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Sentence increase for past sexual acts on a minor upheld.

 

David Ryan Alberts was sentenced to 120 months after pleading to receiving and possessing child pornography. Albers was arrested after F.B.I. agents in Orlando Florida went to Albert’s home and where he admitted accessing and receiving and possessing child pornography as long as 15 years ago. They discovered over 160 images on his thumb drive. Albert also admitted having engaged in sexual acts with his younger relatives on different occasions when they were under the age of 12 and when he was approximately 16 years old. The PSR also said that he admitted to searching for images depicting incest and law enforcement agents found numerous incest related stories on his thumb drive. Based on his teenage sex acts with his younger relatives, the PSR assessed a five-level increase to his offense level under section 2G2.2(b)(5) of the guidelines for engaging in a pattern of activity involving sexual abuse or exploitation of a minor.   This gave him a range of 135-168 months. At his sentencing, he challenged the application of this enhancement though he did not challenge the factual accuracy of this history. The district court granted the defendant’s motion for downward departure and imposed a sentence of 120 months.

Albert challenged the five-level enhancement his sentence on several grounds. First, he argued that the government did not produce sufficient evidence to justify the enhancement. But the court concluded that Alberts did not object at sentencing to the statements in the PSR regarding his past sexual activity. Furthermore, his admissions were corroborated by his long-standing preoccupation with incest and pedophilia. Therefor the appellate court found the district courts findings of fact regarding the enhancement were not erroneous.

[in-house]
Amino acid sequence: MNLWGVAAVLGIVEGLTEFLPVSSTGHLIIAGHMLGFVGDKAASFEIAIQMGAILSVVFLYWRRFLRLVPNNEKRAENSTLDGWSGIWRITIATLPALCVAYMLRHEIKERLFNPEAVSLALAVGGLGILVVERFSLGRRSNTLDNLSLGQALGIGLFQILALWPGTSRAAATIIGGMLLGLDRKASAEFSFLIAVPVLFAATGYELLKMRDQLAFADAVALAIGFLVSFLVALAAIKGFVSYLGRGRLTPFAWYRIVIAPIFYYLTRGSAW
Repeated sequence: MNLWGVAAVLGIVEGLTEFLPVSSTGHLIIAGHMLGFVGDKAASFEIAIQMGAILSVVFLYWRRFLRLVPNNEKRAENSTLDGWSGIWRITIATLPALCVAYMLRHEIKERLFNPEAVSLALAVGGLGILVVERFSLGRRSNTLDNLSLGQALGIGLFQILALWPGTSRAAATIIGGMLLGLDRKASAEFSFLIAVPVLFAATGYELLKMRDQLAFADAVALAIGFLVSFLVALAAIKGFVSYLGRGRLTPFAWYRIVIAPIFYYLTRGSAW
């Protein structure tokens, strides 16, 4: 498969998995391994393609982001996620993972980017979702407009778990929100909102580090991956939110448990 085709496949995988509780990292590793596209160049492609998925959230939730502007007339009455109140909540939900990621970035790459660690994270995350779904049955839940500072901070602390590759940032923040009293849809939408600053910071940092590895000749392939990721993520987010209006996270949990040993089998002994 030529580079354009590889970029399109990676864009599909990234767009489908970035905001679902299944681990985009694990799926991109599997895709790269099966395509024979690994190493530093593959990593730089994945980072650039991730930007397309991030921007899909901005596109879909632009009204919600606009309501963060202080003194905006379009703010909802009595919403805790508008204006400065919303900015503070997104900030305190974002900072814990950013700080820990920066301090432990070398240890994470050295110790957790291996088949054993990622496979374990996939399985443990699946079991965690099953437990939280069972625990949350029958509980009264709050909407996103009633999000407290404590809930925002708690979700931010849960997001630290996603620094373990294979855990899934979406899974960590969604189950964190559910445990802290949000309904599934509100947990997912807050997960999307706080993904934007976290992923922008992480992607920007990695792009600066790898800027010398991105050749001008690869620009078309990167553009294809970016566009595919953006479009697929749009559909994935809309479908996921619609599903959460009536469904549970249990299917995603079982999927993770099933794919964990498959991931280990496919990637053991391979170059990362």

Alberts also challenged the enhancement because he should not be punished for a pattern of activity that took place when he was a minor. The question the court appellate court faced was whether acts of a defendant done when he was a minor can support the imposition of a longer sentence under USSG § 2G2.2(b)(5). Other circuit courts of appeal have held that a pattern of activity sentencing enhancement can be supported by minor-on-minor contact. Albert’s admission to engaging in sexual acts with his younger relative who were 12 years old when he was 16 years old was sexual abuse or exploitation and therefor amounts to a pattern of activity under the sentencing guideline.

Finally, Alberts argued that the federal criminal sentence was procedurally and substantively unreasonable because the Orlando, Florida district court improperly considered his need for rehabilitation as a sentencing factor, in violation of Tapia v. United States, in which the Eleventh Circuit held that a district court errs whenever it considers rehabilitation when imposing or lengthening a sentence of imprisonment. While the sentencing court erred in considering Albert’s need for rehabilitation as a factor in determining his sentence, the defendant could not show it affected his substantial rights. Here the rehabilitation was merely an ancillary concern. The court’s primary concerns were the seriousness of Albert’s offense, the need for punishment and deterrence and the need to protect society from his dangerous actions.